Registrar Jayne Niemi reflects on retirement after 40 years at Mac


Jane Niemi in her office. Photo by Summer Xu ’20.

Margaret Moran

During her four years as a Macalester student, Registrar Jayne Niemi ’79 worked in the admissions office. When her senior year was coming to a close, the Director of Admissions approached her and asked, “Jayne, what are you doing after graduation?”

At the time, Niemi wasn’t quite sure how to respond.

“I’m like, ‘Oh, I don’t know, I will find a job I suppose and I will buy a car and do something,’” Niemi said. “I was not exactly plan-ful. [The Director of Admissions] said, ‘Well, there is a job downstairs that I think you might be interested in.’”

The position was as a principal clerk in the registrar’s office — the same office where she works today.

“She put me in touch with the person who was hiring, and we had… an interview… and he hired me,” she said.

Jane Niemi in her office. Photo by Summer Xu ’20.

After working as a principal clerk, Niemi became assistant registrar, associate registrar and eventually, registrar in 2000.

This year marks Niemi’s 40th year working in the registrar’s office, and her official retirement.

When asked why she decided to stay at Macalester for four decades, Niemi points to the relationships and the atmosphere on campus as well as the variety of her work.

“It’s a fun job, it’s a fun place to work, lots of great people, interesting work,” Niemi said. “[It] never gets boring — well, I won’t say never gets boring… but I had the best of things, which was choice in what I did.

“I can work with people,” she continued, “I can work with students, which is fabulous, or I can work with their parents, which is usually fabulous, or I can work with alums, faculty, other staff.”

Professor of geology and biology Kristi Curry Rogers first met Niemi before becoming a faculty member at Macalester. That meeting occurred at a staff party that her husband, fellow professor of geology Ray Rogers, set up as part of the entertainment committee.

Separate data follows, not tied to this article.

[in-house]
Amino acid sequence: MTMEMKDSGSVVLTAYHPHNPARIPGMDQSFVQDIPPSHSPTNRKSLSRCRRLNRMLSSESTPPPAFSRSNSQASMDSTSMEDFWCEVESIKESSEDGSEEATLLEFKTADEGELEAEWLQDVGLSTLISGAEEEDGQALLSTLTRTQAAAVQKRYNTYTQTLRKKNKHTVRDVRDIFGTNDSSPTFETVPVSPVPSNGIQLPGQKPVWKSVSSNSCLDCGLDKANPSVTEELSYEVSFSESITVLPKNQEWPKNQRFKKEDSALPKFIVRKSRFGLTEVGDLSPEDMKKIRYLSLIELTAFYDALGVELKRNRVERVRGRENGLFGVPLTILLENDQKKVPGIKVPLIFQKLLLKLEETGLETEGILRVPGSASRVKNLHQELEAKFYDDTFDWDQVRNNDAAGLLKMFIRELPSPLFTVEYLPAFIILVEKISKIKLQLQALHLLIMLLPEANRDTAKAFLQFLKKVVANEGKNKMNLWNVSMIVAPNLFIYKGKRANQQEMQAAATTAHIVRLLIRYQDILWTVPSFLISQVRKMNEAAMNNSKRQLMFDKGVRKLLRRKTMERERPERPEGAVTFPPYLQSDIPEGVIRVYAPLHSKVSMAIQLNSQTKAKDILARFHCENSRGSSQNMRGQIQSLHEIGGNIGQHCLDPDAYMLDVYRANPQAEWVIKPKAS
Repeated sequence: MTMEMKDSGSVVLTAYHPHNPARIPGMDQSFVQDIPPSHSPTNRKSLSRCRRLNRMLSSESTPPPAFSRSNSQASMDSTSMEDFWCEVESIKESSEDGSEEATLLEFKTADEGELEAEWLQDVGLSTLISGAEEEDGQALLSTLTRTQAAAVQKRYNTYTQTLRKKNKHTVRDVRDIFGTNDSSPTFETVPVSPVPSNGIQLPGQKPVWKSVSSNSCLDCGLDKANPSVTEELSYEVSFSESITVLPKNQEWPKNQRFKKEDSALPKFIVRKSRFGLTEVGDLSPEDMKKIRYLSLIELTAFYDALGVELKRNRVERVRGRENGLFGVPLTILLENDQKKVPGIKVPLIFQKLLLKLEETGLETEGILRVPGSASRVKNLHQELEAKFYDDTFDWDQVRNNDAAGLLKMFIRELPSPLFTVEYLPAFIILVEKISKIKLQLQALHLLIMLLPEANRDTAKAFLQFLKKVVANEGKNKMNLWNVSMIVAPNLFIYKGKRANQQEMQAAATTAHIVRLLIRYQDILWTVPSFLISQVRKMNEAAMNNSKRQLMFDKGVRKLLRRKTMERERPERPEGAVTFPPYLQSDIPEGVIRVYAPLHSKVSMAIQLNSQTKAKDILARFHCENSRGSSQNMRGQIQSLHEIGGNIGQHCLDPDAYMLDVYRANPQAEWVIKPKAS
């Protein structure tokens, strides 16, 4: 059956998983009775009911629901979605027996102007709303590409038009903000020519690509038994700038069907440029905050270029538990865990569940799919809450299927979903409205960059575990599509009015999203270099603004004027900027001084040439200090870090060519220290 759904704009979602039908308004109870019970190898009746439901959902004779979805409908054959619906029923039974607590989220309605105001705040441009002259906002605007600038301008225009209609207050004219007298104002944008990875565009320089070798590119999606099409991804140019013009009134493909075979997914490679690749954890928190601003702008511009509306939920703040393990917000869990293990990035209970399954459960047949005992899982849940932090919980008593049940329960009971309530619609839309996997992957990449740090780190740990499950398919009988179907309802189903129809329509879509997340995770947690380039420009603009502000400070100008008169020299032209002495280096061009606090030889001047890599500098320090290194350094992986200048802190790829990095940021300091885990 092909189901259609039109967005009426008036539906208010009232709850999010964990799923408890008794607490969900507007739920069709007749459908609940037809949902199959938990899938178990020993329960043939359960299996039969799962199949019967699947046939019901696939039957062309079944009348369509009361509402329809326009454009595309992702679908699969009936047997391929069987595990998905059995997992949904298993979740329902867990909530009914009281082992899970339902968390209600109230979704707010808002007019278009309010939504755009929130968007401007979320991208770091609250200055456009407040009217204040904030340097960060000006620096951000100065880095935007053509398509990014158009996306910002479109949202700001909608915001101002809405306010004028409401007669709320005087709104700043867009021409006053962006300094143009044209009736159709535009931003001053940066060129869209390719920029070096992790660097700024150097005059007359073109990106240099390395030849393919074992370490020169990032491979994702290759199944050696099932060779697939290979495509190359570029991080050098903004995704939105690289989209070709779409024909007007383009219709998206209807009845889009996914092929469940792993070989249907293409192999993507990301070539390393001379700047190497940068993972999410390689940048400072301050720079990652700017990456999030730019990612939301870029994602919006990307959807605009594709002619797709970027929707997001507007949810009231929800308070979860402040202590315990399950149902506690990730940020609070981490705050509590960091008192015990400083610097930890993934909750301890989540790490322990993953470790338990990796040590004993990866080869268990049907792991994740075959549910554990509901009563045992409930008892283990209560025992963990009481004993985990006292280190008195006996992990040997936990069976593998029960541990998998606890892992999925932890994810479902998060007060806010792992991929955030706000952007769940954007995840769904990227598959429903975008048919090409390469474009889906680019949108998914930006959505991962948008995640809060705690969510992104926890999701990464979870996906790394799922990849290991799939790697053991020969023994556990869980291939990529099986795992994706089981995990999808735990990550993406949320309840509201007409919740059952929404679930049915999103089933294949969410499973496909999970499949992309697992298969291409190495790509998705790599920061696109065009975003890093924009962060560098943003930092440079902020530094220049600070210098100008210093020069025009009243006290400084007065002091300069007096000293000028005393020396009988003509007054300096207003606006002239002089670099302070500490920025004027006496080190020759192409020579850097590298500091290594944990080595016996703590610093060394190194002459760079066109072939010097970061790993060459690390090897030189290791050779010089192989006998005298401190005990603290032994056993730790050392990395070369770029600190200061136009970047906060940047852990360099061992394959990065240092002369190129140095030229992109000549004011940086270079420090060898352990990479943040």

“Ray used to have to go to these events ahead of time along with the rest of the entertainment committee, which included Jayne, and light candles and whatnot,” Curry Rogers said. “So, my first encounter with Jayne was as a party person — as somebody who was really involved in the community, and bringing people together in a social way. I think that’s another really important part of her persona as a person here at Macalester.

“She’s the one at our holiday parties that is always wearing these reindeer antlers and trying to bring festivity to everyone on campus,” she continued.

Curry Rogers became much closer with Niemi after joining the Macalester faculty in 2008.

“I taught a first-year [course] my first semester here as a full-time tenure track person and I didn’t know anything at that time. I was just learning everything on the fly,” Curry Rogers said. “If it hadn’t been for Jayne, I would have had a really hard time answering students’ questions when they were coming in.

“There are a lot of things you need to know as an advisor, and I was also a brand-new faculty member,” she continued, “I always knew that I could call Jayne and ask her. There’s a direct line of communication with her that is something that is really special.”

For other faculty, including Ray Rogers, Niemi’s dedication to making Macalester a welcoming and connected place for all first-year students stands out. Rogers noted that one year, Niemi hosted him and the students in his first-year course for dinner.